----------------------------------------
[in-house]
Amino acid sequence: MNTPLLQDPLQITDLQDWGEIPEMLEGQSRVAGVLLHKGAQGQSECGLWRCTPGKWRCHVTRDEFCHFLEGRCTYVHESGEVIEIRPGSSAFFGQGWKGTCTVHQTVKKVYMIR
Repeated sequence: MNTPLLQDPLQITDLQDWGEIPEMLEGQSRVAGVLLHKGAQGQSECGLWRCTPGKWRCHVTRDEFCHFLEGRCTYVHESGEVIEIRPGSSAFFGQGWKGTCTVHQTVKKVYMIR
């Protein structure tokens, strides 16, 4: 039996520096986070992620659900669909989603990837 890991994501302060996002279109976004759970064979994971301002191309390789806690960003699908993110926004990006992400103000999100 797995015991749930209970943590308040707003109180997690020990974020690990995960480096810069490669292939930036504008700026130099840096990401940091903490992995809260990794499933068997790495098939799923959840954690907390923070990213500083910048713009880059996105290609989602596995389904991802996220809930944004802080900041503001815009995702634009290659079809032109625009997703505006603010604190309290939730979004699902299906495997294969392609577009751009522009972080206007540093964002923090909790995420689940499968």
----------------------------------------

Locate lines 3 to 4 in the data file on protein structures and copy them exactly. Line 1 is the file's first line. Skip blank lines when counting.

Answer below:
Repeated sequence: MNTPLLQDPLQITDLQDWGEIPEMLEGQSRVAGVLLHKGAQGQSECGLWRCTPGKWRCHVTRDEFCHFLEGRCTYVHESGEVIEIRPGSSAFFGQGWKGTCTVHQTVKKVYMIR
């Protein structure tokens, strides 16, 4: 039996520096986070992620659900669909989603990837 890991994501302060996002279109976004759970064979994971301002191309390789806690960003699908993110926004990006992400103000999100 797995015991749930209970943590308040707003109180997690020990974020690990995960480096810069490669292939930036504008700026130099840096990401940091903490992995809260990794499933068997790495098939799923959840954690907390923070990213500083910048713009880059996105290609989602596995389904991802996220809930944004802080900041503001815009995702634009290659079809032109625009997703505006603010604190309290939730979004699902299906495997294969392609577009751009522009972080206007540093964002923090909790995420689940499968």